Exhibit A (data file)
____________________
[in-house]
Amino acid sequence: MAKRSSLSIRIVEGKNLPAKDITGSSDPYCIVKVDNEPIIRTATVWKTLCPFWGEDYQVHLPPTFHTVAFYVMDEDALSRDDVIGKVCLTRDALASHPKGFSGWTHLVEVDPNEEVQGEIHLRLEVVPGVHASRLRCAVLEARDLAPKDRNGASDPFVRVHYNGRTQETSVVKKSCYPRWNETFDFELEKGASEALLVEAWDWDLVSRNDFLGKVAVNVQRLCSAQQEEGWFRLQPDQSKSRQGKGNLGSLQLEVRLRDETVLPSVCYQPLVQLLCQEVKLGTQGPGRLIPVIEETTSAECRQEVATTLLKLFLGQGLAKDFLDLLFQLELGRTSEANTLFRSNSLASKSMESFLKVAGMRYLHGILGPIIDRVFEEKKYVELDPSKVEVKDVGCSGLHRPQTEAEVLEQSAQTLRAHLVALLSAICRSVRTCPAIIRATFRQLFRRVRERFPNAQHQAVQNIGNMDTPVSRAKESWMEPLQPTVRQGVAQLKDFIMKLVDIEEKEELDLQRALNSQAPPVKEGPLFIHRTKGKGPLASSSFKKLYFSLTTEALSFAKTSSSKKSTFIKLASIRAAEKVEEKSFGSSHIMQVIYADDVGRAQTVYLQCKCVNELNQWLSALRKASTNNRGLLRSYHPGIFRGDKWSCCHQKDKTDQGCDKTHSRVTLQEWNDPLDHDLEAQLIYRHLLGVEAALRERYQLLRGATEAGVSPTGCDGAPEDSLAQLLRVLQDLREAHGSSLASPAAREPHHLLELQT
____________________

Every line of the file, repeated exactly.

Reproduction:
[in-house]
Amino acid sequence: MAKRSSLSIRIVEGKNLPAKDITGSSDPYCIVKVDNEPIIRTATVWKTLCPFWGEDYQVHLPPTFHTVAFYVMDEDALSRDDVIGKVCLTRDALASHPKGFSGWTHLVEVDPNEEVQGEIHLRLEVVPGVHASRLRCAVLEARDLAPKDRNGASDPFVRVHYNGRTQETSVVKKSCYPRWNETFDFELEKGASEALLVEAWDWDLVSRNDFLGKVAVNVQRLCSAQQEEGWFRLQPDQSKSRQGKGNLGSLQLEVRLRDETVLPSVCYQPLVQLLCQEVKLGTQGPGRLIPVIEETTSAECRQEVATTLLKLFLGQGLAKDFLDLLFQLELGRTSEANTLFRSNSLASKSMESFLKVAGMRYLHGILGPIIDRVFEEKKYVELDPSKVEVKDVGCSGLHRPQTEAEVLEQSAQTLRAHLVALLSAICRSVRTCPAIIRATFRQLFRRVRERFPNAQHQAVQNIGNMDTPVSRAKESWMEPLQPTVRQGVAQLKDFIMKLVDIEEKEELDLQRALNSQAPPVKEGPLFIHRTKGKGPLASSSFKKLYFSLTTEALSFAKTSSSKKSTFIKLASIRAAEKVEEKSFGSSHIMQVIYADDVGRAQTVYLQCKCVNELNQWLSALRKASTNNRGLLRSYHPGIFRGDKWSCCHQKDKTDQGCDKTHSRVTLQEWNDPLDHDLEAQLIYRHLLGVEAALRERYQLLRGATEAGVSPTGCDGAPEDSLAQLLRVLQDLREAHGSSLASPAAREPHHLLELQT